From Donald Barthelme’s novel The Dead Father.

“How to survive a household fire, 1905″ (Jason Schwartz)


From Jason Schwartz’s forthcoming novel John the Posthumous, which I am trying to write about at present.

“…the amazing, world-reversing night of Fourth of July Eve 1899″ (Pynchon’s Against the Day)

For years after, there were tales told in Colorado of the amazing, world-reversing night of Fourth of July Eve 1899. Next day’d be full of rodeos, marching bands, and dynamite explosions—but that night there was man-made lightning, horses gone crazy for miles out into the prairie, electricity flooding up through the iron of their shoes, shoes that when they finally came off and got saved to use for cowboy quoits, including important picnic tourneys from Fruita to Cheyenne Wells, why they would fly directly and stick on to the spike in the ground, or to anything else nearby made of iron or steel, that’s when they weren’t collecting souvenirs on their way through the air—gunmen’s guns came right up out of their holsters and buck knives out from under pants legs, keys to traveling ladies’ hotel rooms and office safes, miners’ tags, fencenails, hairpins, all seeking the magnetic memory of that long-ago visit. Veterans of the Rebellion fixing to march in parades were unable to get to sleep, metallic elements had so got to humming through their bloodmaps. Children who drank the milk from the dairy cows who grazed nearby were found leaning against telegraph poles listening to the traffic speeding by through the wires above their heads, or going off to work in stockbrokers’ offices where, unsymmetrically intimate with the daily flow of prices, they were able to amass fortunes before anyone noticed. .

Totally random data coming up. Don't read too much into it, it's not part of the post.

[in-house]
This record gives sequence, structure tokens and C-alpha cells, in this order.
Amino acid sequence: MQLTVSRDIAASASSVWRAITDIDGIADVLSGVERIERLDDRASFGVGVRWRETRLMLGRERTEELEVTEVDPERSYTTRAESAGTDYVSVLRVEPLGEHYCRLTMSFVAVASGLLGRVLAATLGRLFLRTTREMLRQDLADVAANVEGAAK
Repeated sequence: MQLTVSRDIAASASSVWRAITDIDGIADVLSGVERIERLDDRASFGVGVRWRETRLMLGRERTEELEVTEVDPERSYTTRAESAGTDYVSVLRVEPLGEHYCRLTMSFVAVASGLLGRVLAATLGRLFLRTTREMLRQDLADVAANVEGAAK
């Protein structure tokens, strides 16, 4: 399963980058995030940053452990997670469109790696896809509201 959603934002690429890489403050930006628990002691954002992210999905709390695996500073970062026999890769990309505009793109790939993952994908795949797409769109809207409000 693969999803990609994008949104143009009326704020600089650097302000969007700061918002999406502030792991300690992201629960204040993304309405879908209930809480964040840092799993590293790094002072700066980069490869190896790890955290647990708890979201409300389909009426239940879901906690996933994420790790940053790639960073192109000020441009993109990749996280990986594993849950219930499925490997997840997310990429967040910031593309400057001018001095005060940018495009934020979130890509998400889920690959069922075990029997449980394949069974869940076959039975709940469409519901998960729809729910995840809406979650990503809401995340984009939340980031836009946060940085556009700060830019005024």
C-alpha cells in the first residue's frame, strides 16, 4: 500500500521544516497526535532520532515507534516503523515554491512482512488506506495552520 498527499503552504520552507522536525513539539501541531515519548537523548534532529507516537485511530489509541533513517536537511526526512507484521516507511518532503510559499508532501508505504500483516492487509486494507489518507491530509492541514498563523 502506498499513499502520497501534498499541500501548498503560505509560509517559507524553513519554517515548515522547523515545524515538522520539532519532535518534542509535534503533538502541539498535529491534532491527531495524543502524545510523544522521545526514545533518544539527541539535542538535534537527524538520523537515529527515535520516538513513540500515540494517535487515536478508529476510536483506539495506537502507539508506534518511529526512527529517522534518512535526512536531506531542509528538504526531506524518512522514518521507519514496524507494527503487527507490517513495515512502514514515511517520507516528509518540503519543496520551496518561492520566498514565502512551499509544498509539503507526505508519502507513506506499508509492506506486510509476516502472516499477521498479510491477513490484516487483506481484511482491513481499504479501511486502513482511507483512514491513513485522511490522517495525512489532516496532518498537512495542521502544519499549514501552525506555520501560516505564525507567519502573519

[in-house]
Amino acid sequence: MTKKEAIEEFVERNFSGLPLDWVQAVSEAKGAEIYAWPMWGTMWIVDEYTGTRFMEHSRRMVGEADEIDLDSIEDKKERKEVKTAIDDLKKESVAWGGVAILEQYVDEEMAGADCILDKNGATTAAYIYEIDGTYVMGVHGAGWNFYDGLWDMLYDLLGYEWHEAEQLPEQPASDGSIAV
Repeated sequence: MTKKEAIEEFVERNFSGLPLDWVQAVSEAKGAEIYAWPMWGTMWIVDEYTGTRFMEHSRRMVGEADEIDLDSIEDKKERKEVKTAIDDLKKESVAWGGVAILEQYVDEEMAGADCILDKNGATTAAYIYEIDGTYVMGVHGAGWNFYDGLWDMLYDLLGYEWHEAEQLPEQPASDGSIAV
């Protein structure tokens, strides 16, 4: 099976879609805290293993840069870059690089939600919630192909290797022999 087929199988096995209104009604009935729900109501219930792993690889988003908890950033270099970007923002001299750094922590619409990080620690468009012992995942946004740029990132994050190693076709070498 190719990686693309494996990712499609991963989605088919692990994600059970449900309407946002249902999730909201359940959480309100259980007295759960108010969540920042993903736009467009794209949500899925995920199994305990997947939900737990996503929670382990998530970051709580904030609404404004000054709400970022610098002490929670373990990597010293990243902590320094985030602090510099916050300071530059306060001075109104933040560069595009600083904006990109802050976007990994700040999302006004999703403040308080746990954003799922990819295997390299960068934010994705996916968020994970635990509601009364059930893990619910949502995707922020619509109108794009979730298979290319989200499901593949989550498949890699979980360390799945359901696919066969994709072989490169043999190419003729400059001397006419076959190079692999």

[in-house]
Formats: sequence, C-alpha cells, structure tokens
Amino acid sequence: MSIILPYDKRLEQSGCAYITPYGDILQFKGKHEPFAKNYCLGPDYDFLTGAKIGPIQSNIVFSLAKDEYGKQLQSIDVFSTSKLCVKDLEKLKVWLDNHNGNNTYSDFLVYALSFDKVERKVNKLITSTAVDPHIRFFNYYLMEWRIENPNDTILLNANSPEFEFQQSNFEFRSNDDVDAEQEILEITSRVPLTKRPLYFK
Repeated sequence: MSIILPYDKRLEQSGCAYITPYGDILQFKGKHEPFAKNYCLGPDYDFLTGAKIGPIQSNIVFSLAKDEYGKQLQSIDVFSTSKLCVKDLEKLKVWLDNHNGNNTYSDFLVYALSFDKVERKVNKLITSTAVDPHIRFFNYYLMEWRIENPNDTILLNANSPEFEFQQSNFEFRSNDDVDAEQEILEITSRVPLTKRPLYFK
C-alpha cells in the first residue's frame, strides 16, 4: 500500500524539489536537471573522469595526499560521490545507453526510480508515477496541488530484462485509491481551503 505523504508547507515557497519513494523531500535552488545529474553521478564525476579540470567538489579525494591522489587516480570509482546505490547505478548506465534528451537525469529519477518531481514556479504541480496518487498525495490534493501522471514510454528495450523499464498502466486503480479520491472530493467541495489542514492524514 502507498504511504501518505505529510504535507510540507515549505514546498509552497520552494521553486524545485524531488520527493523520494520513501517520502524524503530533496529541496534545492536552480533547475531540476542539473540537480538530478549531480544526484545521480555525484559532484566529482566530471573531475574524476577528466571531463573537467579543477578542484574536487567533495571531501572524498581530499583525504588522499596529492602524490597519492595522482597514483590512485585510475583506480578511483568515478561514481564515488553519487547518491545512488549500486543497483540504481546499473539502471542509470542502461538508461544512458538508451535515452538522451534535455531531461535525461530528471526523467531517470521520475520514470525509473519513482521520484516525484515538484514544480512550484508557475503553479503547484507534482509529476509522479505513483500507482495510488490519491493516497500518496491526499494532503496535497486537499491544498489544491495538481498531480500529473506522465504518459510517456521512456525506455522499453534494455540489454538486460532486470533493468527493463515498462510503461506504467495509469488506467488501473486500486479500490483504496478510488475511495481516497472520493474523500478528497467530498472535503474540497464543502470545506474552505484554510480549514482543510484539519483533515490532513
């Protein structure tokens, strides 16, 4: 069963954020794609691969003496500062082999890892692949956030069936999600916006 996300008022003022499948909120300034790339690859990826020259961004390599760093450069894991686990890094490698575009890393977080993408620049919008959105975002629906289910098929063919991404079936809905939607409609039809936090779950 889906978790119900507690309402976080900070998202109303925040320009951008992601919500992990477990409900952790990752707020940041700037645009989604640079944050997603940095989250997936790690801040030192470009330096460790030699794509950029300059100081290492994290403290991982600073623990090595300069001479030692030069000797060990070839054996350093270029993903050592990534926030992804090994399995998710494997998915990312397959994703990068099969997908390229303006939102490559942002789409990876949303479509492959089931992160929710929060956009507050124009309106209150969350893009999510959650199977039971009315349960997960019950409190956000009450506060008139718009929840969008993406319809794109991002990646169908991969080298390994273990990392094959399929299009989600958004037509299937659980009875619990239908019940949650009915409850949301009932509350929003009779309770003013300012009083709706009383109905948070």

A passage from Thomas Pynchon’s novel Against the Day.


“Exotic smoking practices around the world, of great anthropological value!” (Pynchon’s Against the Day)